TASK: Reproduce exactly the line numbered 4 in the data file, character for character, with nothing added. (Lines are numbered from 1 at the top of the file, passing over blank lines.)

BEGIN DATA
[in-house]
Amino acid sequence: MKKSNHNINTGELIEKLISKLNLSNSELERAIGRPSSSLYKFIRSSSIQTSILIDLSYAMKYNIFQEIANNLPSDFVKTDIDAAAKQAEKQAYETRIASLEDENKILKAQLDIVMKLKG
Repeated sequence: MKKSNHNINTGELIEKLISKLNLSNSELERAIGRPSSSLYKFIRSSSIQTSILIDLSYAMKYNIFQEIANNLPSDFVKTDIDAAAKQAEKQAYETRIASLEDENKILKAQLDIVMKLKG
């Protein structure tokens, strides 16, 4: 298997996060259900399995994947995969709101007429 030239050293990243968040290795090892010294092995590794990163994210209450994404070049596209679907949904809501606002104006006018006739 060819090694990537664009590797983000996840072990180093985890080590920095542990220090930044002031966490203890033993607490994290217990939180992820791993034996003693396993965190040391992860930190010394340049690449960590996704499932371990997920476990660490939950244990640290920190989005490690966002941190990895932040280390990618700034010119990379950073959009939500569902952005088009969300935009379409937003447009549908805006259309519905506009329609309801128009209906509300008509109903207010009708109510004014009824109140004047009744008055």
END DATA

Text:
């Protein structure tokens, strides 16, 4: 298997996060259900399995994947995969709101007429 030239050293990243968040290795090892010294092995590794990163994210209450994404070049596209679907949904809501606002104006006018006739 060819090694990537664009590797983000996840072990180093985890080590920095542990220090930044002031966490203890033993607490994290217990939180992820791993034996003693396993965190040391992860930190010394340049690449960590996704499932371990997920476990660490939950244990640290920190989005490690966002941190990895932040280390990618700034010119990379950073959009939500569902952005088009969300935009379409937003447009549908805006259309519905506009329609309801128009209906509300008509109903207010009708109510004014009824109140004047009744008055």